Care Quality Commission
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Healthcare Commission highlights “appalling” emergency care at Mid Staffordshire NHS Foundation Trust

The Healthcare Commission today (Tuesday) publishes an investigation report criticising Mid Staffordshire NHS Foundation Trust for significant failings in emergency healthcare, leadership and management.

The report states that there were deficiencies at "virtually every stage" in the care of people admitted as emergencies.

The investigation examined the care of emergency patients across their entire hospital visit, from the time they arrived in A&E, care on the Emergency Assessment Unit (EAU) and subsequent admission to a surgical or medical ward.

Problems identified by the Commission included low staffing levels, inadequate nursing, lack of equipment, lack of leadership, poor training and ineffective systems for identifying when things went wrong.

Receptionists who were not qualified to do so carried out initial checks on patients arriving in A&E, heart monitors were turned off on the EAU because nurses did not know how to use them, there were not enough nurses to provide proper care to patients on wards, and the board did not routinely discuss the quality of care.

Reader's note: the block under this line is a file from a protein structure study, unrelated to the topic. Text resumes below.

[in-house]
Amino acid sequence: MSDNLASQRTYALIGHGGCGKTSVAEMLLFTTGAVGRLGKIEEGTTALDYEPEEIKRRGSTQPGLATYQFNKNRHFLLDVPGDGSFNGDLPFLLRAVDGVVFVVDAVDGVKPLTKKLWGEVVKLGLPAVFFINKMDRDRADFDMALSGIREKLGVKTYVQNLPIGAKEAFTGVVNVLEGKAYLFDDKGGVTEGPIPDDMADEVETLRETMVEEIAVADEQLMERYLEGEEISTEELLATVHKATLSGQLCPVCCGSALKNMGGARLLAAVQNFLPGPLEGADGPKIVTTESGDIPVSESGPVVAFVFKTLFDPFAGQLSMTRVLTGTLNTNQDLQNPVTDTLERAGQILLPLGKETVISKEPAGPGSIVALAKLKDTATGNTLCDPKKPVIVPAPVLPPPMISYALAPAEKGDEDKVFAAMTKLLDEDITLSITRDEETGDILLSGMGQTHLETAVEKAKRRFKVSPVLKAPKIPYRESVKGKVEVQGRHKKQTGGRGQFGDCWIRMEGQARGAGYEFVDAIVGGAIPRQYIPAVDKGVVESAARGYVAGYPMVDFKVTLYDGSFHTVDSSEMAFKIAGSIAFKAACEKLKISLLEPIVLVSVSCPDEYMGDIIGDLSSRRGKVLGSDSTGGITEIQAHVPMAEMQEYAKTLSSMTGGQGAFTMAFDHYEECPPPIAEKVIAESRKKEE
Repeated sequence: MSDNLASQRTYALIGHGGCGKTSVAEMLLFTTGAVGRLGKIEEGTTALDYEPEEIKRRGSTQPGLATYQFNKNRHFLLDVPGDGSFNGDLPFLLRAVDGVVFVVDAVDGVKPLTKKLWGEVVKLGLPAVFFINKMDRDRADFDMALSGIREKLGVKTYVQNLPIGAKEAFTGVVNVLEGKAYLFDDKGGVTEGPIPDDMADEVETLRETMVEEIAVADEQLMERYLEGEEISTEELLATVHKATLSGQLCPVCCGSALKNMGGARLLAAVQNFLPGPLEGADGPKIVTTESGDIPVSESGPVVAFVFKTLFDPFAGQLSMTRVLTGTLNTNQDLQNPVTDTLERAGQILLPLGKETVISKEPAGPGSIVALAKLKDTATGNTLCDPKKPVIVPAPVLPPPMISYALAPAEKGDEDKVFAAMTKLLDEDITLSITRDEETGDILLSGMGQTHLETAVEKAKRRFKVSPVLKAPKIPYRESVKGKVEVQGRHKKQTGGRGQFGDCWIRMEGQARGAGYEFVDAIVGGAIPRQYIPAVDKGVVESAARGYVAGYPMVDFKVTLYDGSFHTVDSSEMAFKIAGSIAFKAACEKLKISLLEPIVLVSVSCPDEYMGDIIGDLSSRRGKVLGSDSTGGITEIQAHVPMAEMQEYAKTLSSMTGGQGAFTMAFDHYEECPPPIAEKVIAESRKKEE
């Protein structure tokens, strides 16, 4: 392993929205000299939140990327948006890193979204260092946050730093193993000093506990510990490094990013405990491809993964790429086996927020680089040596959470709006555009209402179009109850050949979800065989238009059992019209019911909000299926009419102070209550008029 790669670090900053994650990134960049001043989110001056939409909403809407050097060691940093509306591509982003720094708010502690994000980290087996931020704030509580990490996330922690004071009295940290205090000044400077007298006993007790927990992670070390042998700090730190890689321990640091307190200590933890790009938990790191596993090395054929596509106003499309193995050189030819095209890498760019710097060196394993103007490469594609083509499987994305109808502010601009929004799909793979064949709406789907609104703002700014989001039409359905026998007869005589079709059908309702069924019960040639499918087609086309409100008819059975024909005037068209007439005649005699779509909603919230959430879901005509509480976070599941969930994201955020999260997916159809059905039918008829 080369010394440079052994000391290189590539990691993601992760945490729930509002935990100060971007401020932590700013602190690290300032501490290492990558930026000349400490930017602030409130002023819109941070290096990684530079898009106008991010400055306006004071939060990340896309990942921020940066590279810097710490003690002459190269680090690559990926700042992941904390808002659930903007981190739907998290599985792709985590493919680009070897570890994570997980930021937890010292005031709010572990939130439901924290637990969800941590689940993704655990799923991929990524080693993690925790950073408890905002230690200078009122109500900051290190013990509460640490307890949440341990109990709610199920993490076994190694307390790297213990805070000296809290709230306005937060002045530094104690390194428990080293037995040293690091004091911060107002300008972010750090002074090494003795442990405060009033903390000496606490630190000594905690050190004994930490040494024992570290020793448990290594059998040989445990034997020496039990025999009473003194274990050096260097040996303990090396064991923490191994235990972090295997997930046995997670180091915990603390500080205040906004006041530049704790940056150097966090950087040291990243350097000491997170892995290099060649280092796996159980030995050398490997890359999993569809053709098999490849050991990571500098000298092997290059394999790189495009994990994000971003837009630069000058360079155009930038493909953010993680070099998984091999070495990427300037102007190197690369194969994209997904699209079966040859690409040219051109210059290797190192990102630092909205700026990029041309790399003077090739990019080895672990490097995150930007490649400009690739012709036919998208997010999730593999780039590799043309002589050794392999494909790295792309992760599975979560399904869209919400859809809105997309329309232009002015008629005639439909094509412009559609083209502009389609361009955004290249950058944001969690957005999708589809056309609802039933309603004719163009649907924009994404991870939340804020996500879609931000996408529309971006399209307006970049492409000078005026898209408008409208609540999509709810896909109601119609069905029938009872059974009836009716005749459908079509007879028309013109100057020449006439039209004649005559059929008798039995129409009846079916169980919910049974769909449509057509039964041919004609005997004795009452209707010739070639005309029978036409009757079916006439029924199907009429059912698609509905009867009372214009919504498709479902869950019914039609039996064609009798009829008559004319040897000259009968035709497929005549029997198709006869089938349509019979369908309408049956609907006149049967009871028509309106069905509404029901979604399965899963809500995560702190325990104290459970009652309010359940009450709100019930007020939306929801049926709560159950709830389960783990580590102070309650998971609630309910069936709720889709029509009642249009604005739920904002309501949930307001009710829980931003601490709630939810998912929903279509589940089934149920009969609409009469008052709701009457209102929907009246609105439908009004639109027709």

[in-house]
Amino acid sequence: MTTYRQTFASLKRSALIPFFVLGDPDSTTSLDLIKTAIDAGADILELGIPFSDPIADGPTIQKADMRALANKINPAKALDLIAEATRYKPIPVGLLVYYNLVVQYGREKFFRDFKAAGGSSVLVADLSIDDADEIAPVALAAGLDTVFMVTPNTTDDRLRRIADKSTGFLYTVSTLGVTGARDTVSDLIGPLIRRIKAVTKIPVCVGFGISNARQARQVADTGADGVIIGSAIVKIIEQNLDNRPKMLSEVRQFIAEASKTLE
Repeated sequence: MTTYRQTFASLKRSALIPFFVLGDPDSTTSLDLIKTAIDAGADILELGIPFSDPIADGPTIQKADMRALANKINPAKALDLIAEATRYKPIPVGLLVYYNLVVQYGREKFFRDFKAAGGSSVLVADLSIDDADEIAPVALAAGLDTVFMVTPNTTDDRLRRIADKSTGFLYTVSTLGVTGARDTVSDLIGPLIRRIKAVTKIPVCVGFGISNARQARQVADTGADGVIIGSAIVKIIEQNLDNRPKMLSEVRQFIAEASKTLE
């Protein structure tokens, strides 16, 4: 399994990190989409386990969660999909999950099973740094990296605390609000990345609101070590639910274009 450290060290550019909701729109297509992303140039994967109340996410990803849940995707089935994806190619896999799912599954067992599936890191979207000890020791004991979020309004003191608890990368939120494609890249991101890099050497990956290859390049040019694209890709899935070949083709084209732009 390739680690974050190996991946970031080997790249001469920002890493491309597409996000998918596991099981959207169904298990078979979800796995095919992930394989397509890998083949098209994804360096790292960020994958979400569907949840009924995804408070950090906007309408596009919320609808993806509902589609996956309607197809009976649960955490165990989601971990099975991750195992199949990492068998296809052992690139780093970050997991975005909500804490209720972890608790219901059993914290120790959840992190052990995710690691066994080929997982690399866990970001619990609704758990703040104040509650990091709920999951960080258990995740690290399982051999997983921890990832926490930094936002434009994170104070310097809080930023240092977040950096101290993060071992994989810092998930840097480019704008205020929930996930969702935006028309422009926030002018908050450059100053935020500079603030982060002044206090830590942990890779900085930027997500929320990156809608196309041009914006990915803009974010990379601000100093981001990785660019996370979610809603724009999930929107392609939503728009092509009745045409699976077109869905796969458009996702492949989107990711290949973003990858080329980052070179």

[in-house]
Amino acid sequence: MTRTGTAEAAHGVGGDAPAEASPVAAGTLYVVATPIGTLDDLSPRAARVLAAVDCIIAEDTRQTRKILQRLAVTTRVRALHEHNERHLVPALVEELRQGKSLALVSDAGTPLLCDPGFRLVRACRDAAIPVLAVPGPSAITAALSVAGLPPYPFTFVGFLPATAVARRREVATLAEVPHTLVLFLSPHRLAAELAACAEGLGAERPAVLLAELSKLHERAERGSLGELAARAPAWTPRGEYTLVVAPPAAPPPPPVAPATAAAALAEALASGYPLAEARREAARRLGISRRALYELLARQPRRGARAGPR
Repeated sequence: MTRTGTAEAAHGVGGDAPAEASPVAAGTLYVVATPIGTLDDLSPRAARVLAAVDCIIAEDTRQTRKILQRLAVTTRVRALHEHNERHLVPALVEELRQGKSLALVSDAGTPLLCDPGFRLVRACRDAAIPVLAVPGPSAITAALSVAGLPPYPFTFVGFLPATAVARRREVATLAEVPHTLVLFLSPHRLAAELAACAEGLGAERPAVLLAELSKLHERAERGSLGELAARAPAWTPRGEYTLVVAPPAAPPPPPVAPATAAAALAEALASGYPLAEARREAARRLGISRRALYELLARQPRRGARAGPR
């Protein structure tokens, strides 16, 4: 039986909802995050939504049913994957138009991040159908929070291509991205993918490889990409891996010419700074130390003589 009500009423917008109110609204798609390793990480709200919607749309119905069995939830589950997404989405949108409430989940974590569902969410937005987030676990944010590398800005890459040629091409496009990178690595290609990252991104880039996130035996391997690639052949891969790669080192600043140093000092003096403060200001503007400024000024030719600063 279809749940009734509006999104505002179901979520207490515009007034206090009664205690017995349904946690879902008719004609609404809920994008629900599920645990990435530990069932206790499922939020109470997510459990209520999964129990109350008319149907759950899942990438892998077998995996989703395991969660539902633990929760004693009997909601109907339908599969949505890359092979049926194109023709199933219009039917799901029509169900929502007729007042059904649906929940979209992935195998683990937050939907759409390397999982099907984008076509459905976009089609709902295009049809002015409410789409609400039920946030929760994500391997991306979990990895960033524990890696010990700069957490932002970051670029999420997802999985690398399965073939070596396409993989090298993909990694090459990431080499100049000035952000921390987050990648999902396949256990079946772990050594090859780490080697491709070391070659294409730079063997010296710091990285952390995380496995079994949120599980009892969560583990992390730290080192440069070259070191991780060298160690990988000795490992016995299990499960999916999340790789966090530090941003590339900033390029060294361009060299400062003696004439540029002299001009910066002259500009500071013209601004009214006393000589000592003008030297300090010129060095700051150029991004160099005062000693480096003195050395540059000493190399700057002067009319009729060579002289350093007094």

The investigation found that these problems put patients at serious risks that undoubtedly resulted in poor outcomes for patients.

Sir Ian Kennedy, the Commission's Chairman, said: "This is a story of appalling standards of care and chaotic systems for looking after patients. There were inadequacies at almost every stage in the care of emergency patients.  There is no doubt that patients will have suffered and some of them will have died as a result.

"The investigation found there were too few doctors and nurses, vital equipment was not available when needed, patients did not receive the care they deserved, and the trust had no systems in place to spot when things were going wrong.

"When we expressed our concerns to the trust formally in May 2008, it responded positively and began to take action. Our unannounced inspection of the A&E department in the last few weeks assured us that the service has improved. Our visit raised no immediate concerns about the safety of patients.

"However, despite the recent improvements that have been made, the regulator will keep a close watch in the coming weeks and months to ensure that the trust continues to improve care."

He added: "Trusts must always put the safety of patients first.  Targets or an application for foundation trust status do not lessen a board's responsibility to its patients' safety.  We look regularly at rates of mortality across the NHS.  Any concerns such as those at Mid Staffs would be acted upon swiftly."